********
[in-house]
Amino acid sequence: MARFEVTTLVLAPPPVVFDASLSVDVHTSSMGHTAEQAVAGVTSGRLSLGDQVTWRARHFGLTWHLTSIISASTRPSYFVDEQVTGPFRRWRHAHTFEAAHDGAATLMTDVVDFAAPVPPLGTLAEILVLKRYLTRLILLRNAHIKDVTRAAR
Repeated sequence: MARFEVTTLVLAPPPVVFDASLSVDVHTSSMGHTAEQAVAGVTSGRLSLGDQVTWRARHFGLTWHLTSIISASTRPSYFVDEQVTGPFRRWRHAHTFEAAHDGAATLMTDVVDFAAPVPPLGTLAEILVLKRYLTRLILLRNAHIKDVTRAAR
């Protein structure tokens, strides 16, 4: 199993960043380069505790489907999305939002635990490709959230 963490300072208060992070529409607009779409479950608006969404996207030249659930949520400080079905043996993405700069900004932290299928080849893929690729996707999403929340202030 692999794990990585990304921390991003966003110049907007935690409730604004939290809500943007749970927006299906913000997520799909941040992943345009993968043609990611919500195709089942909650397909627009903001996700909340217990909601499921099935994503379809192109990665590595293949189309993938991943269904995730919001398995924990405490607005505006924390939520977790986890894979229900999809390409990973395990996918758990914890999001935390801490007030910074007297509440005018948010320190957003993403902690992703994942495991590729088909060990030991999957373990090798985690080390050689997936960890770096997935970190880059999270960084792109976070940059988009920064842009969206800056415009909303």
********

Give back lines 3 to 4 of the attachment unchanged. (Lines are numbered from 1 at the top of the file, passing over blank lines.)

Repeated sequence: MARFEVTTLVLAPPPVVFDASLSVDVHTSSMGHTAEQAVAGVTSGRLSLGDQVTWRARHFGLTWHLTSIISASTRPSYFVDEQVTGPFRRWRHAHTFEAAHDGAATLMTDVVDFAAPVPPLGTLAEILVLKRYLTRLILLRNAHIKDVTRAAR
């Protein structure tokens, strides 16, 4: 199993960043380069505790489907999305939002635990490709959230 963490300072208060992070529409607009779409479950608006969404996207030249659930949520400080079905043996993405700069900004932290299928080849893929690729996707999403929340202030 692999794990990585990304921390991003966003110049907007935690409730604004939290809500943007749970927006299906913000997520799909941040992943345009993968043609990611919500195709089942909650397909627009903001996700909340217990909601499921099935994503379809192109990665590595293949189309993938991943269904995730919001398995924990405490607005505006924390939520977790986890894979229900999809390409990973395990996918758990914890999001935390801490007030910074007297509440005018948010320190957003993403902690992703994942495991590729088909060990030991999957373990090798985690080390050689997936960890770096997935970190880059999270960084792109976070940059988009920064842009969206800056415009909303």